BugsFeed: 7 bad ass organisms that can survive intracellularly in immune cells

1. Mycobacterium tuberculosis - Stops fusion!

Phagolysosome fusion
Mycobacterium tuberculosis utilizes macrophages for its replication! (It uses the usual killer to expand it's army :O ) How does tuberculosis bacilli survive in macrophages? M. tuberculosis has evolved a number of very effective survival strategies - It inhibits phagosome-lysosome fusion and inhibits phagosome acidification ensuring it's survival inside the macrophage.

2. Brucella - Has chains, like Bruce Lee.

Brucella, Bruce Lee?
Brucella has a LPS O-chain. It ensures the Brucella containing vacuole (BCV) avoids fusion with lysosomes, prevents the deposition of complement at the bacterial surface and forms stable large clusters with MHC-II named macrodomians in the cell surface, interfering with MHC-II presentation of peptides to specific CD4+ T cells. Woah.

3. Listeria - It gets internalized in a vacuole and then runs away.

The pore-forming protein listeriolysin O mediates escape from host vacuoles. Once in the cytosol, the L. monocytogenes mediates efficient actin-based motility, thereby propelling the bacteria into neighboring cells. The cytosol is a favorable environment for listeria's growth.

4. Mycobacterium leprae - Cholesterol and TACO!

Mycobacterium leprae is able to induce lipid droplet formation in infected macrophages. Cholesterol mediates the recruitment of TACO from the plasma membrane to the phagosome. TACO, also termed as coronin-1A (CORO1A), is a coat protein that prevents phagosome-lysosome fusion and thus degradation of mycobacteria in lysosomes. The entering of mycobacteria at cholesterol-rich domains of the plasma membrane and their subsequent uptake in TACO-coated phagosomes promotes intracellular survival.

5. Coxiella brunetti - The indestrucible

This hardy, obligate intracellular pathogen has evolved to not only survive, but to thrive, in the harshest of intracellular compartments: the phagolysosome. Following internalization, the nascent Coxiella phagosome ultimately develops into a large and spacious parasitophorous vacuole (PV) that acquires lysosomal characteristics such as acidic pH, acid hydrolases and cationic peptides, defences designed to rid the host of intruders.

6. Salmonella - TTSS

Salmonella have a specialized secretion system, termed the type III secretion system (TTSS), as well as proteins secreted by this system, are encoded in Salmonella pathogenicity island 1 (SPI1). TTSS are used by bacterial pathogens to inhibit their phagocytosis, induce eukaryotic cell death, and alter the host cell cytoskeleton. Salmonella species have at least one other TTSS encoded on SPI2 that appears to be involved in intracellular survival.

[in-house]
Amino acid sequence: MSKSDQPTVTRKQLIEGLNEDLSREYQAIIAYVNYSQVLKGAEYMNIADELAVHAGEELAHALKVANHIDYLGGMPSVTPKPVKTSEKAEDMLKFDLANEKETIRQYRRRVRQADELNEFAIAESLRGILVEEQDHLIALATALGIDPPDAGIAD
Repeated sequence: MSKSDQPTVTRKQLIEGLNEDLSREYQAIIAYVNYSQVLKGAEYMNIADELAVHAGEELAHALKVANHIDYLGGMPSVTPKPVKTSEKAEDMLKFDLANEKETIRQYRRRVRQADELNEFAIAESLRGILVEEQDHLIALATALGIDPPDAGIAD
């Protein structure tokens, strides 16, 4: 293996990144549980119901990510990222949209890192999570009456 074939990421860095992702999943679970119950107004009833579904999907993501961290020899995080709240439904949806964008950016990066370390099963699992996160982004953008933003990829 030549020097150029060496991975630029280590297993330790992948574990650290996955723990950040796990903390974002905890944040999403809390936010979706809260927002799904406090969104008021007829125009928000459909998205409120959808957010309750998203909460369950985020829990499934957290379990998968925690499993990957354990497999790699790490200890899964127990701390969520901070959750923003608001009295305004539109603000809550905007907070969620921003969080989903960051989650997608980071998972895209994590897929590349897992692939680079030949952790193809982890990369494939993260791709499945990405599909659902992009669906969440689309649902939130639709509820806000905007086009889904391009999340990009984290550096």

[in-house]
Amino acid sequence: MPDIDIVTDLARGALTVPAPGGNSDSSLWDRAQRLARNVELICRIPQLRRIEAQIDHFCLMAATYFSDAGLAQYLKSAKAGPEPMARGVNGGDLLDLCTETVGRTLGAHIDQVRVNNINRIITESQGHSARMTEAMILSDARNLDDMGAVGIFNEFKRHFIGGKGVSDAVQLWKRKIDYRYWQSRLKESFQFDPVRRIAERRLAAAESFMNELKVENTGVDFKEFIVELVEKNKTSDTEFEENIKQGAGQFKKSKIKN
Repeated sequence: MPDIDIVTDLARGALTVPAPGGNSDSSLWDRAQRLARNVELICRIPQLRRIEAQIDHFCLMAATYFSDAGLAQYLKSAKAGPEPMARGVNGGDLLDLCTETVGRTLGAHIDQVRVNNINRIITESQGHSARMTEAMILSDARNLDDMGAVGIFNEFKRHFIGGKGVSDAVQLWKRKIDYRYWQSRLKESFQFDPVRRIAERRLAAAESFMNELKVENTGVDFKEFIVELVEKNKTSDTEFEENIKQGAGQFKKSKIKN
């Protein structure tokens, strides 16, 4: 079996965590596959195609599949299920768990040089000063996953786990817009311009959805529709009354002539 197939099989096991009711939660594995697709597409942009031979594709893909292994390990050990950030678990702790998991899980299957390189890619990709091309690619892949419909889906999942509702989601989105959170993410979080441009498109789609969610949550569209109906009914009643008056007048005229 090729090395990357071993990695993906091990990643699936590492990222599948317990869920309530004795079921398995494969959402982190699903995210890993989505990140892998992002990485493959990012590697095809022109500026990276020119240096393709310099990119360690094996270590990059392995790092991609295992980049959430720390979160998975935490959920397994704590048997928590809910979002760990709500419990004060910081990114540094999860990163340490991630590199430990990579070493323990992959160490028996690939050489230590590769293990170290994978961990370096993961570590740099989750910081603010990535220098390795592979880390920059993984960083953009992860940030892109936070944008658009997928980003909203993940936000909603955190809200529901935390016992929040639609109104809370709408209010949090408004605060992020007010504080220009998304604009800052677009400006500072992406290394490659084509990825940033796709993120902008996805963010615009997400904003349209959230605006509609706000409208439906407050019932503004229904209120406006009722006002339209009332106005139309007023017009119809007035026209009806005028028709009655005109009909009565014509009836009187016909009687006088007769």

7. Human Immunodeficiency Virus - Tries to not attract attention

After infecting cells, HIV survives. Ever wondered why?
It's because the HIV protein, Nef plays a role in downregulating the expression of various proteins needed for recognition by potentially dangerous CD8 T cells. Nef lowers the surface expression of CD4, and several haplotypes of MHC-I by redirecting their transport from the trans-Golgi network. Another gene, Tat, appears to upregulate the expression of Bcl-2 during the early phase of cellular infection, increasing the likelihood that it will receive survival signals.

Many viruses can survive intracellularly, but I've included specifically HIV in this list because it survives in immune cells and it is an important virus to know.

1. Survival mechanisms of pathogenic Mycobacterium tuberculosis H37Rv.
2. Identified Virulence Factors of Brucella : Intracellular survival
3. The cell biology of Listeria monocytogenes infection the intersection of bacterial pathogenesis and cell-mediated immunity
4. Lipid Droplets and Mycobacterium leprae Infection
5. Lounging in a lysosome: the intracellular lifestyle of Coxiella burnetii.
6. How Intracellular Bacteria Survive: Surface Modifications That Promote Resistance to Host Innate Immune Responses
7. Evasion of the Immune System by HIV

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